Tips for Creating Creatures for a Saga

Salve, sodales.

It seems to myself and my new fellow Storyguides that the published material for ArM gives us scanty advice for the actual design of new creatures, benign, malevolent, or mundane. As we explore each in our own ways, both Mythic Europe and Mythic Now, surely there must be some way to more clearly codify the traits and abilities of the beasts and spirits vast and sundry that tread and fly the earth.

So, more seriously, does anyone have any tips for creature design? It seems to me that the Medieval Bestiary for 4th ed. was inconsistent with the 4th core book and I haven't even seen a bestiary in print for 5th.
What do you do, for new creatures for your Sagas? Do you have a baseline for certain creatures, e.g. a dragon is never less powerful than X, or a ghoul is never more powerful than Y?
We three are at a bit of a loss, TBH. I've tried a couple of creatures from the Dresden Files but I honestly feel maybe they're underpowered to face Hermetic style magi.
See previous post of circa May 7 , Sample Creature of Our Saga.

The rules for mighted creatures are in the realm books, including dragons.
Rules for mundane animals are found under Bjornar HoH:MC.

I agree that a bestiary would have been useful, but the baselines for mighted creatures are there, expressed in guidelines for might level.

I am not quite sure what you need that isn't there.

Baselines would not solve your problem very much, balance depends as much on what kind of conflict the PCs and NPCs have been tailored for. A PC tailored to kill dragons can probably do it straight from gauntlet, even though most PCs would not stand a snowball's chance in hell. And a creature tailored for trickery could cripple the battle magus. Game balance is a little more tricky in ArM ...

Ars Magica has lots of examples, including a dragon abbot (Antagonists p.108ff) and beautiful Ghulas hunting for husbands (RoP:F p.74), but no mandatory power scales for generic creature types like dragons and ghouls.
Demons and angels, when characterized generically like as Thrones (RoP:TD p.22) or Vessels of Iniquity (RoP:TI p.39), come with power limits, though.

In published adventures, you normally can scale the power of the main adversary and the number of her underlings with a little experience.

If you have exhausted the RoP-, Tribunal- and adventure-books, some 25 new creatures from different authors are in sub rosa #18.

There are example Might ranges for different types of dragon on page 74 of Realms of Power: Magic.

Realms of Power: Faerie has a scale of typical Might scores for faeries on page 47.

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I use the rules in HoH:MC for animals, for the most part, and at least take a look at the RoP:M rules for anything with Might (of whatever Realm).

My game is highly house-ruled, but I don't stick to the rules, and instead try to balance the player's stats and what I want from the combat. The scale is that lesser creatures (say, a bunch of Might 5 elves) should be a fairly weak challenge for the (starting) PCs, which in practice I find means artificially writing-in their combat stats to be similar to a Standard Solider or giving them special abilities that make them a hassle, and about 10 Magic Resistance to make it meaningful. I also give monsters Penetration = Might x 2 with their signature Power, which means (in my game) that these Might 5 creatures can't affect the magi (but can affect the grogs).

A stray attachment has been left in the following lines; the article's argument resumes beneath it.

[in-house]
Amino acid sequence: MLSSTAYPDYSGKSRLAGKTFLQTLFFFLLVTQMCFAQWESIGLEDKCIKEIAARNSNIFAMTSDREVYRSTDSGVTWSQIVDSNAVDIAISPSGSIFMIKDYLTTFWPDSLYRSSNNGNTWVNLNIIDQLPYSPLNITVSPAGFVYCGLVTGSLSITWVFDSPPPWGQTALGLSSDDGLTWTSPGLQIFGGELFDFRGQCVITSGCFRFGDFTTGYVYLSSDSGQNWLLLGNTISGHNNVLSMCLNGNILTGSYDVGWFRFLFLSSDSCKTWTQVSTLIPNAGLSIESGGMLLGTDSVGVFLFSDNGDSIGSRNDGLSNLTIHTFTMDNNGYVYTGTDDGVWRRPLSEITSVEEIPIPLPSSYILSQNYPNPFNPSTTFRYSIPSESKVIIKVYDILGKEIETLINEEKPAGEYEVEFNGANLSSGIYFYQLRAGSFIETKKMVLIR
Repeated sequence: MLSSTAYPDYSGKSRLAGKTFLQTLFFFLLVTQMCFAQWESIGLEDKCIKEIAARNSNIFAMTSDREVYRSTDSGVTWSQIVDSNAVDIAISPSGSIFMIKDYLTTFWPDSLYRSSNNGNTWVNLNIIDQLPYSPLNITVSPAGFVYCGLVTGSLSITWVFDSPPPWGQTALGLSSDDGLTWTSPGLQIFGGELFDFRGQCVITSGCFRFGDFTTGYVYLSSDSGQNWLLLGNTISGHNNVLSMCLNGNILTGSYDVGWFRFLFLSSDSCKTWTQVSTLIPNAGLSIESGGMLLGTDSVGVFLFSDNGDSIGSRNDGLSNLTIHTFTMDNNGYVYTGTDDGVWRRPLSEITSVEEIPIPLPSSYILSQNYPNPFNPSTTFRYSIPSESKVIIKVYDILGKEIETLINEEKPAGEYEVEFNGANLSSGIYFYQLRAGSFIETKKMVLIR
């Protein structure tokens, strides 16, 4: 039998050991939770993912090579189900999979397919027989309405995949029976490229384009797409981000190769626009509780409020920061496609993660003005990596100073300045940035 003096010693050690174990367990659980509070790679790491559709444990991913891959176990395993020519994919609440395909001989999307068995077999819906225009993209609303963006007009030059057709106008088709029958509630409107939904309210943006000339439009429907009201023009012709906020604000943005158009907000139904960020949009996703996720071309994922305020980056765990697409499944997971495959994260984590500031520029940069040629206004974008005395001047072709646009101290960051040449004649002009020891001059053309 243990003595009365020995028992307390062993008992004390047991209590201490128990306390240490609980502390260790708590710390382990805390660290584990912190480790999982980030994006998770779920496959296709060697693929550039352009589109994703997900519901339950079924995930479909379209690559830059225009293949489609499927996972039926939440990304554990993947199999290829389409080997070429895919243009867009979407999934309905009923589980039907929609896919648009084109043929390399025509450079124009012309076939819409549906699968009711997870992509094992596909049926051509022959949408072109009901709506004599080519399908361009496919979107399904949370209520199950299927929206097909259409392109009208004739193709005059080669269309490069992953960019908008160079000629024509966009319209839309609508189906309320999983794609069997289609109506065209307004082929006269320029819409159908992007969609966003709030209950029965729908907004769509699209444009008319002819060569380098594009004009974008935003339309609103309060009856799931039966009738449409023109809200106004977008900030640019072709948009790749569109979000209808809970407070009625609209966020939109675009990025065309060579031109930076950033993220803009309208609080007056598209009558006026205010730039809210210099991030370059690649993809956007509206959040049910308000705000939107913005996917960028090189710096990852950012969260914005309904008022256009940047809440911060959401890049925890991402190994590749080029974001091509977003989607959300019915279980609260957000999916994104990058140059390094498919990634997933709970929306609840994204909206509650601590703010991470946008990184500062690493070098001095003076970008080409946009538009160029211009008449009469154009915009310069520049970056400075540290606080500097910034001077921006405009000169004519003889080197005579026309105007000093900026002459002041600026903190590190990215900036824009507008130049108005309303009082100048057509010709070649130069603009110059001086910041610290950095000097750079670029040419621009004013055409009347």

My current "sergeant" is Might 10 with Magic Resistance and Penetration 20, and Knight combat stats. This makes him able to affect some of the PCs (those who hasn't studied their Parma), and usually also survive a few rounds of combat.

Later on, I currently plan on keeping the MR = Penetration = Might x 2 shtick, with big bosses getting another +10-30 (Leadership-compensation) to combat, multiple attacks, and/or requiring special magic to attack/affect (e.g spirits). With the biggest "local" bosses being Might 50, while the top-opponents are Might 75 (or possible 100). But we'll see what the PC's stats and capabilities are, and change things accordingly.

I don't try to do any real power level comparison to magi. Magi in the same saga will have Parma 4 + Penetration 4 + MMF: Spears of Damage (ex), along with someone who has MT 6+2, inventive genius and Noncombatant. I know that's not a very helpful statement to make for your problem, but... There you go. If the monster is meant to be killed, one of your magi will be able to kill it. Also, the All or Nothing factor of magic resistance means that it'll be very difficult for players to have a challenge in a fight that won't swing suddenly one way or the other.
My group actually has more stories about the fallout effects from their victories than from the original challenges themselves. And one day, Thessaloniki will recover.

Thank you all, your replies do help. I've gotten some useful tips so far, but if I could trouble you for a bit more, perhaps?

Any of you who have read any of the Dresden Files novels, how would you stat up a Red Court vampire or White Court vampire, or a ghoul from that world for ArM4, as examples?

I posted the stats I wrote up for a juvenile Red back on May 7 but think I need to adjust the physical attacks to reflect a higher base combat score (a la Brawl). I also have stats for Red adults, elders, and infants if anyone is interested. Ditto for the needed Brawl adjustment, though.

It would be a lot more helpful if you would include a link to the post you are talking about as it is very bothersome to have to go back through the forum based only on the information you provide here.

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Sorry, didn't even think of doing so.

A Sample of a Creature for Our Saga is the link to the post.